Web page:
USGS

A comprehensive look at which parts of the world have suffered historically large quakes.

It must be frustrating to be hit by a huge earthquake, and then have experts inform you that the "Big One" might still be coming. Yet that's part of life in Chile: Despite being rocked by a major temblor earlier this month, the country seems to have gotten off relatively easy this time. As one geophysicist said: "Could be tomorrow, could be in 50 years; we do not know when it's going to occur. But the key point here is that this magnitude-8.2 is not the large earthquake that we were expecting for this area."

That's because this part of the world has a massive amount of energy stored in constantly butting tectonic plates. In fact, it can claim ownership to the largest earthquake ever measured by modern equipment, the Great Chile Earthquake of May 22, 1960. That catastrophe left 2 million people homeless and killed others as far away as Hawaii and Japan with a towering tsunami. And over the decades South America's western coast has shaken and trembled like Jell-O under the force of numerous other quakes, which is the case for any place sited above shifting fault zones.

Thanks to the hard work of innumerable researchers and the U.S. Geological Survey, we can see all the hot spots for seismic activity in Chile and elsewhere since 1900. They've put together a gigantic map of quakes that measured above 5.5 magnitude, color and size-coded to indicate power and depth. What's instantly apparent is that the shaking sticks close to the various plate boundaries, depicted as yellow lines, as do volcanoes shown as yellow triangles. Here's the full key:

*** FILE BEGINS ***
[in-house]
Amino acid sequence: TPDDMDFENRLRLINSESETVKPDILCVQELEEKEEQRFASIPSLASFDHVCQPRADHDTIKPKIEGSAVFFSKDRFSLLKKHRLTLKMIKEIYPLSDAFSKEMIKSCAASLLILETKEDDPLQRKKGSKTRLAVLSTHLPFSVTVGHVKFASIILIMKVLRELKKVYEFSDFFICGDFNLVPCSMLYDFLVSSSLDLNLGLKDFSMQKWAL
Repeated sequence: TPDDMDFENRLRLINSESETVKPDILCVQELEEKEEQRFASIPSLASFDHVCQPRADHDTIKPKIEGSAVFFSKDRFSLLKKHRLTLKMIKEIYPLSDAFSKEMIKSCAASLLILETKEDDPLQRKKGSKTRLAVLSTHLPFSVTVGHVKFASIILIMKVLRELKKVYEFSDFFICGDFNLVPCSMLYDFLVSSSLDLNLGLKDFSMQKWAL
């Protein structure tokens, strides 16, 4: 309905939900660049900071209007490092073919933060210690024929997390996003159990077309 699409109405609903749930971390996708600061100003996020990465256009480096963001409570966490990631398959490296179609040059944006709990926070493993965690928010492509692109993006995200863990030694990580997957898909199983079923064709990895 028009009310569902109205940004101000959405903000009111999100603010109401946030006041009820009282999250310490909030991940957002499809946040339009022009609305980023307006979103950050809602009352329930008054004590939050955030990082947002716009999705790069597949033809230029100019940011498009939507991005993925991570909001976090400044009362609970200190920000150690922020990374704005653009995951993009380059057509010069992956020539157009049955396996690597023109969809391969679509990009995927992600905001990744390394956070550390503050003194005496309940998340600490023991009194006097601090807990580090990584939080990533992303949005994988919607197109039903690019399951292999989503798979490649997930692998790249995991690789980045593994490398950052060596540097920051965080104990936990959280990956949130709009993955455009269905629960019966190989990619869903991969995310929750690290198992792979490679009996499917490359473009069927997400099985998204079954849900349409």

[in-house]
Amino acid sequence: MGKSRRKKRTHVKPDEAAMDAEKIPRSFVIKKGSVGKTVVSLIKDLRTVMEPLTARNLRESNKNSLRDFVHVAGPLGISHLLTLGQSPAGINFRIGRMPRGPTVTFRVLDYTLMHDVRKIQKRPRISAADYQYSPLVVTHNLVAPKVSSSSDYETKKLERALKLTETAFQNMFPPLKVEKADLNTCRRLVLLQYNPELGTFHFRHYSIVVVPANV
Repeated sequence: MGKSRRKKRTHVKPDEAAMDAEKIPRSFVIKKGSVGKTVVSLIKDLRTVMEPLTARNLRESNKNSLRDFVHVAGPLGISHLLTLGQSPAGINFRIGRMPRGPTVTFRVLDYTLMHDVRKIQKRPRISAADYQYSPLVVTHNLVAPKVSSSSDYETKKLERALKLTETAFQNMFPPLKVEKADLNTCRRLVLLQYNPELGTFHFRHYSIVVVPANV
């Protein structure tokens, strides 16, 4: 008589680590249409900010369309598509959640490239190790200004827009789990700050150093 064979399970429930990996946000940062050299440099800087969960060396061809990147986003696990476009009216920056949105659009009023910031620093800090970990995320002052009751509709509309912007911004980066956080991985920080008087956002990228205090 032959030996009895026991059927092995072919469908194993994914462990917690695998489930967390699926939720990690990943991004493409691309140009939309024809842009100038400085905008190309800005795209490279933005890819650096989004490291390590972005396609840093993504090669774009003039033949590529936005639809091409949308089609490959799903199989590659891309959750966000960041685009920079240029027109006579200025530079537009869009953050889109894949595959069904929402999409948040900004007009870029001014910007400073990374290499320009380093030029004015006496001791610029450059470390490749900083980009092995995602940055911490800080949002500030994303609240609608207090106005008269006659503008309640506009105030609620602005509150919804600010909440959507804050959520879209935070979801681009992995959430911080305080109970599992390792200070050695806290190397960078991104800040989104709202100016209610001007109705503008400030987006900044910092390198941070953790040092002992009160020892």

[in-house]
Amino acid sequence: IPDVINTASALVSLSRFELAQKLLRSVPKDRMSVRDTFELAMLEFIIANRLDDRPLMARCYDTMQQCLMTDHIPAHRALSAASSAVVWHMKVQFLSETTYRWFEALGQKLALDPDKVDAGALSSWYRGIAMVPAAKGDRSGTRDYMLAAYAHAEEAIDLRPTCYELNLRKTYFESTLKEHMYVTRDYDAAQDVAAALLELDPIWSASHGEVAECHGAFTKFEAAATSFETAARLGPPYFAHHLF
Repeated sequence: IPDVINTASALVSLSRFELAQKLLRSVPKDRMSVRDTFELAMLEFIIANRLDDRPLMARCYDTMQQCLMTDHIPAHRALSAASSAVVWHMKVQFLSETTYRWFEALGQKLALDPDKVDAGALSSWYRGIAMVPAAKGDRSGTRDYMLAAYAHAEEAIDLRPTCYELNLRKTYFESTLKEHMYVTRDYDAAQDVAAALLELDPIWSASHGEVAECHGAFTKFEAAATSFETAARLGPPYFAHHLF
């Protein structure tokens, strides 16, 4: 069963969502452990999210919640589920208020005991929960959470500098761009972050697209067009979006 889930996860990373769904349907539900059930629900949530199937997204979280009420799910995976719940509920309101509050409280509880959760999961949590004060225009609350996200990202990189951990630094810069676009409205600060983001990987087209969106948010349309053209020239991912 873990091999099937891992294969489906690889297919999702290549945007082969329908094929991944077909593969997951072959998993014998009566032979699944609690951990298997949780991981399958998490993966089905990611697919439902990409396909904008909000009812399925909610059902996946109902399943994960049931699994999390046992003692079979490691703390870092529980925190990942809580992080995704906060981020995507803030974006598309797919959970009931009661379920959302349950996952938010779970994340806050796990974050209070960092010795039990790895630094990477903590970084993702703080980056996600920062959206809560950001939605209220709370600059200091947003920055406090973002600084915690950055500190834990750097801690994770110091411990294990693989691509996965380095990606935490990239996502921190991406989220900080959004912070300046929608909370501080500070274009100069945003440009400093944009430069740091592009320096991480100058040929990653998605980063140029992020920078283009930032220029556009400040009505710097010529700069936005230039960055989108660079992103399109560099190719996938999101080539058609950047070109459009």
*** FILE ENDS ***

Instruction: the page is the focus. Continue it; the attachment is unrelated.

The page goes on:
Now look at how much activity has occurred near the tectonic boundary off South America's coast over the past century. Those black-white circles indicate behemoth quakes, like the 1922 one on the Chilean-Argentinian border that killed hundreds, spawned a tidal wave, and sent earth shivers that were measurable up in San Francisco: 

How has the United States fared over the decades? The eastern portion's been quite calm, aside from one medium-sized event in 2006 in the Gulf of Mexico that shook swimming pools in Florida. Out West is where things begin to get hairy, with a long line of seismic violence stretching from the Mexican border up to Alaska (and by association, down through Central America and across to Russia):

Southeast Asia's been absolutely pounded over history:

As has Japan – you can hardly see it under all these quake indicators:

Things have been relatively less exciting around the Mediterranean, although Italy, Greece, and Turkey have had their fair share of quakes and volcanoes:

You can download the full map here, though be warned that at 147 MB it will be a beast for your smartphone.

Maps courtesy of Tarr, A.C.; Villaseñor, Antonio; Furlong, K.P.; Rhea, Susan; and Benz, H.M.; U.S. Geological Survey Scientific Investigations

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